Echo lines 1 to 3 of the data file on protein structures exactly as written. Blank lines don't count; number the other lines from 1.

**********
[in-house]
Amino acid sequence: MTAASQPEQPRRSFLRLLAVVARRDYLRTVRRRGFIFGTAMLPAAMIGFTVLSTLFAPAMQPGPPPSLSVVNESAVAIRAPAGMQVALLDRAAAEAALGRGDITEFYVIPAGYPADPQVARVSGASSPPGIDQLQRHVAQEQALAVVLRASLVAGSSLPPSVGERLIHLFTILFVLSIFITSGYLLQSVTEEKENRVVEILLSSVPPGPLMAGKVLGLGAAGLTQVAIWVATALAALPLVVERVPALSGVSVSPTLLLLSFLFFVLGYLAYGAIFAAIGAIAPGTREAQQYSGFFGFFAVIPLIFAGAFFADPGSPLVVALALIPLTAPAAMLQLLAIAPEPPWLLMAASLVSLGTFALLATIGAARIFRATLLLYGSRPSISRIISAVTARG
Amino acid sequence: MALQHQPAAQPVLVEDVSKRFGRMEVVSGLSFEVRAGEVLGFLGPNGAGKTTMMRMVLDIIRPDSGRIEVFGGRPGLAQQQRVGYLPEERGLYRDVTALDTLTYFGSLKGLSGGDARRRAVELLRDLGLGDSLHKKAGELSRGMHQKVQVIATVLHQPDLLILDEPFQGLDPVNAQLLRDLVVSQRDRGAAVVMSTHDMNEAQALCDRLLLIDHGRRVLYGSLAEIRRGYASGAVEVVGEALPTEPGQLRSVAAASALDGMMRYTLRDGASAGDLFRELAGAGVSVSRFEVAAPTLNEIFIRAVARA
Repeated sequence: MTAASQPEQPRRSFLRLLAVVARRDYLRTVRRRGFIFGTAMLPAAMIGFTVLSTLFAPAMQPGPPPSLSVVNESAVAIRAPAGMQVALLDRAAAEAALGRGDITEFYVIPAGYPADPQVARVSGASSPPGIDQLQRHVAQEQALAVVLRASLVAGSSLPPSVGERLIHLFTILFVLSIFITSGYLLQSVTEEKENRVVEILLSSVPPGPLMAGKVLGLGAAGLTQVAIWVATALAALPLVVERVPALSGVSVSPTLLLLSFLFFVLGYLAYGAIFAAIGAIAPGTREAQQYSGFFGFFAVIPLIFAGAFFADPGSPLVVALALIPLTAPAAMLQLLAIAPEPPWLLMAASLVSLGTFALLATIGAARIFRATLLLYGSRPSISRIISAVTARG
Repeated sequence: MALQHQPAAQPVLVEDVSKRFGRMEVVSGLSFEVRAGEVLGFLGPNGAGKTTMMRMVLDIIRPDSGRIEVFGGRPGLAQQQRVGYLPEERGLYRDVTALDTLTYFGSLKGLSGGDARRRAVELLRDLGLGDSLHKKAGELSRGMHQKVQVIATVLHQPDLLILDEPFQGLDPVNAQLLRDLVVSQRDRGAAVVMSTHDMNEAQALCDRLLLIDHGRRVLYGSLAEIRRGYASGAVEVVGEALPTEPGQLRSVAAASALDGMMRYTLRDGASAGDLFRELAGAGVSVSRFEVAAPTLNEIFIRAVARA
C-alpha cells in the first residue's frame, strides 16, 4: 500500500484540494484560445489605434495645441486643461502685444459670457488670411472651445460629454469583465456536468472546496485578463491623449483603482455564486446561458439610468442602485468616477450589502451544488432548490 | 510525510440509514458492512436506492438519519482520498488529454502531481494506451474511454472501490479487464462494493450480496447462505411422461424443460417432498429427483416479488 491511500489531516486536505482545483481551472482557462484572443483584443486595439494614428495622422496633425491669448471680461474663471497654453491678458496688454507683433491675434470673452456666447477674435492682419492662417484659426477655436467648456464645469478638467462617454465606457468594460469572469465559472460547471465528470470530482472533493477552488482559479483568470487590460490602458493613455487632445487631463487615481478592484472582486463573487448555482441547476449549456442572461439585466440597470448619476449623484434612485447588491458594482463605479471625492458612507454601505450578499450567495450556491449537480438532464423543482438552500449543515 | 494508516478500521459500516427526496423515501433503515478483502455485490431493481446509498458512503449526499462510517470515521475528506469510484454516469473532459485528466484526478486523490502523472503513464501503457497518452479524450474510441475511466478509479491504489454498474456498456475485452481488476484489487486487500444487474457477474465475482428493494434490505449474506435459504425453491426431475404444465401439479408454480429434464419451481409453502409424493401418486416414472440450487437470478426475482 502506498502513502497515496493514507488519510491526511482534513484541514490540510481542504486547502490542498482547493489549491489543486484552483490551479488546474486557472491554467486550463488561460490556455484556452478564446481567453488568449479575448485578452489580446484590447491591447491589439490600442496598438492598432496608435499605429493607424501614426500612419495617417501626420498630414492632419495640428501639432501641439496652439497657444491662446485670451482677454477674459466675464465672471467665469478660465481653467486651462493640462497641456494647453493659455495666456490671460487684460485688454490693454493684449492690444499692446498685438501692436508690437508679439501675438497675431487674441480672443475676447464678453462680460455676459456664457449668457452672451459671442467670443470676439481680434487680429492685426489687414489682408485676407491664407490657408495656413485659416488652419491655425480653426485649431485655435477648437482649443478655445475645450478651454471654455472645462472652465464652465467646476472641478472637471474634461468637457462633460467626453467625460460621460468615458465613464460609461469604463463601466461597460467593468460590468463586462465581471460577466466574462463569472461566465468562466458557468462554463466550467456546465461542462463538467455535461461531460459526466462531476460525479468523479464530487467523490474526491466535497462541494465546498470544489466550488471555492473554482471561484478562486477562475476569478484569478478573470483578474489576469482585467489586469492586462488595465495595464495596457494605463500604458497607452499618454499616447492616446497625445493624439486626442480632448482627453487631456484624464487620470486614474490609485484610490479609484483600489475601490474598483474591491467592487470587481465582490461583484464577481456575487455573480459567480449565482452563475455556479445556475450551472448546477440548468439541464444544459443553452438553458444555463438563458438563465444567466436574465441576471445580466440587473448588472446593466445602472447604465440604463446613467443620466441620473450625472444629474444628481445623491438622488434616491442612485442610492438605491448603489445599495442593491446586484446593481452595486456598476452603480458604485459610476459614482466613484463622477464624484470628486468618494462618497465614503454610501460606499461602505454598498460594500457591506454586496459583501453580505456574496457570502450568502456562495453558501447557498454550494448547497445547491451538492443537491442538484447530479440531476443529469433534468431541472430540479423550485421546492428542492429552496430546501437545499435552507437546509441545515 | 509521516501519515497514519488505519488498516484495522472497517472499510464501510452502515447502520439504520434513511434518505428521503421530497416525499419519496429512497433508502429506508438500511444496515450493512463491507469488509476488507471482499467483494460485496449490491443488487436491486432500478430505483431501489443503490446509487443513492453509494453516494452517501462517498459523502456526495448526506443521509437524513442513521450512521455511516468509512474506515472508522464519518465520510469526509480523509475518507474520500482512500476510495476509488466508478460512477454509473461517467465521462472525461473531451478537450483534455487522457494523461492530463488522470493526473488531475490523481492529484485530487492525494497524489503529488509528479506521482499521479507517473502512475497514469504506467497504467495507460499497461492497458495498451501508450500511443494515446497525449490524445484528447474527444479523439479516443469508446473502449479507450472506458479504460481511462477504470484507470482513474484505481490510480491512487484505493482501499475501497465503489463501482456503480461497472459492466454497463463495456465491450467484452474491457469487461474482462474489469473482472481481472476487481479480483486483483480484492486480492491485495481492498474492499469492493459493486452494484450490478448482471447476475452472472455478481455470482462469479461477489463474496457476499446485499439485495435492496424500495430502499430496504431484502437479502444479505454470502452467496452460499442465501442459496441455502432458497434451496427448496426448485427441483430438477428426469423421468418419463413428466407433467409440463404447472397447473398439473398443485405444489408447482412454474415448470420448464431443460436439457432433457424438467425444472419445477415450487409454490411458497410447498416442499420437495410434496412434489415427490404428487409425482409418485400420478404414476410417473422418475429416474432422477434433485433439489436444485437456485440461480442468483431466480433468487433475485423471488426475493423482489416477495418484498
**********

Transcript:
[in-house]
Amino acid sequence: MTAASQPEQPRRSFLRLLAVVARRDYLRTVRRRGFIFGTAMLPAAMIGFTVLSTLFAPAMQPGPPPSLSVVNESAVAIRAPAGMQVALLDRAAAEAALGRGDITEFYVIPAGYPADPQVARVSGASSPPGIDQLQRHVAQEQALAVVLRASLVAGSSLPPSVGERLIHLFTILFVLSIFITSGYLLQSVTEEKENRVVEILLSSVPPGPLMAGKVLGLGAAGLTQVAIWVATALAALPLVVERVPALSGVSVSPTLLLLSFLFFVLGYLAYGAIFAAIGAIAPGTREAQQYSGFFGFFAVIPLIFAGAFFADPGSPLVVALALIPLTAPAAMLQLLAIAPEPPWLLMAASLVSLGTFALLATIGAARIFRATLLLYGSRPSISRIISAVTARG
Amino acid sequence: MALQHQPAAQPVLVEDVSKRFGRMEVVSGLSFEVRAGEVLGFLGPNGAGKTTMMRMVLDIIRPDSGRIEVFGGRPGLAQQQRVGYLPEERGLYRDVTALDTLTYFGSLKGLSGGDARRRAVELLRDLGLGDSLHKKAGELSRGMHQKVQVIATVLHQPDLLILDEPFQGLDPVNAQLLRDLVVSQRDRGAAVVMSTHDMNEAQALCDRLLLIDHGRRVLYGSLAEIRRGYASGAVEVVGEALPTEPGQLRSVAAASALDGMMRYTLRDGASAGDLFRELAGAGVSVSRFEVAAPTLNEIFIRAVARA